Right to Build legislation being “subverted” by local councils, report finds
An independent report on custom and self-build housing conducted by MP Richard Bacon has found that some local councils have been “subverting” legislation that is designed to encourage self-built homes.
The custom and self build housing report was initiated to examine the shortcomings of Right to Build legislation, including its failure to achieve its aim of doubling the size of the self-build sector by last year.
The report, which was commissioned by the Prime Minister, indicated that local authorities were opting to look for large-scale solutions by using major developers rather than encourage self-built homes and developments which could play a major role in solving our housing crisis.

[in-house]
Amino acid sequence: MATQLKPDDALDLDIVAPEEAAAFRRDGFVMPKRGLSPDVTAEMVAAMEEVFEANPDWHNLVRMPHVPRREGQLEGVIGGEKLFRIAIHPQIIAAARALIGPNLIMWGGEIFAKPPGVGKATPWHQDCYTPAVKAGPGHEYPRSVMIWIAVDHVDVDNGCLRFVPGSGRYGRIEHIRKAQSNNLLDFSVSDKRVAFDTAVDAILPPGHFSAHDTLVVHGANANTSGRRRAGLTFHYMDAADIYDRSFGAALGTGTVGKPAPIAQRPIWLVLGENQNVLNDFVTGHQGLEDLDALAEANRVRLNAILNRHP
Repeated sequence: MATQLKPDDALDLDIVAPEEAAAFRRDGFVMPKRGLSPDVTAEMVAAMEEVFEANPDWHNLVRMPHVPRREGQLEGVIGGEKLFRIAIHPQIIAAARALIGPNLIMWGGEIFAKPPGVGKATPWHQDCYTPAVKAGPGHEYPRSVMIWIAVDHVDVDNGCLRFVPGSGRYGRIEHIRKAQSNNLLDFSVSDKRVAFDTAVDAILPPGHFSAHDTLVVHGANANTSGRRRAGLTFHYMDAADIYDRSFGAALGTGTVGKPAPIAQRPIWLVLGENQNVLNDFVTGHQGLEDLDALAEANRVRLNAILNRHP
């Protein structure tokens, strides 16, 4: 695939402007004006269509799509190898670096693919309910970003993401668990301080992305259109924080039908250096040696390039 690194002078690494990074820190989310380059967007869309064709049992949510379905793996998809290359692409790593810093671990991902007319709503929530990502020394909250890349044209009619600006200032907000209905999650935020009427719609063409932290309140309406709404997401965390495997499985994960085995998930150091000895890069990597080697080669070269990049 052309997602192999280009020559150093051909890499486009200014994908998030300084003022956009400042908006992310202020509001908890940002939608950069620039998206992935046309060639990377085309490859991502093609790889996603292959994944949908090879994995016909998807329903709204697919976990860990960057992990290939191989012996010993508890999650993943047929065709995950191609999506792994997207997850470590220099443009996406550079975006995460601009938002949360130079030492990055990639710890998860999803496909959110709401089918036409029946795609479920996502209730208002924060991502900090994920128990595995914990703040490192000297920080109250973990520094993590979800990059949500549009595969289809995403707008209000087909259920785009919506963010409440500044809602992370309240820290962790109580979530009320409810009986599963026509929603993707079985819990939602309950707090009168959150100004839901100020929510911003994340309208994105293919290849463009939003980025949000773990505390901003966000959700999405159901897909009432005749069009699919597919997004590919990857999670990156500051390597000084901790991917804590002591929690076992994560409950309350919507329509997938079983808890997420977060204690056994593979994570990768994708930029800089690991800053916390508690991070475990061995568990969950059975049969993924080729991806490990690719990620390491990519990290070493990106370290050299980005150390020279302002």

Some examples of subverting legislation included councils charging extra fees, requiring mortgage offers to join land search registers, and incorrectly counting all homes as self or custom built.
Mr Bacon commented:
“Whilst the legislation has increased awareness and has been enthusiastically embraced by many local authorities aware of the benefits that such homes bring there has been too much inactivity and in some cases direct and shameful action to subvert the legislation”.
Mr Bacon also commented that local authorities should provide serviced plots for sale so that people can easily construct their own homes, similar to the self-build frameworks currently in place across Europe.
The report made several recommendations including a greater role for Homes England and easier access to the public land procurement system for custom and self-build facilitators.
The report also recommended that the Government should facilitate local authorities by creating pilot programmes to provide plots as part of land allocations, which should be built into new local government plans.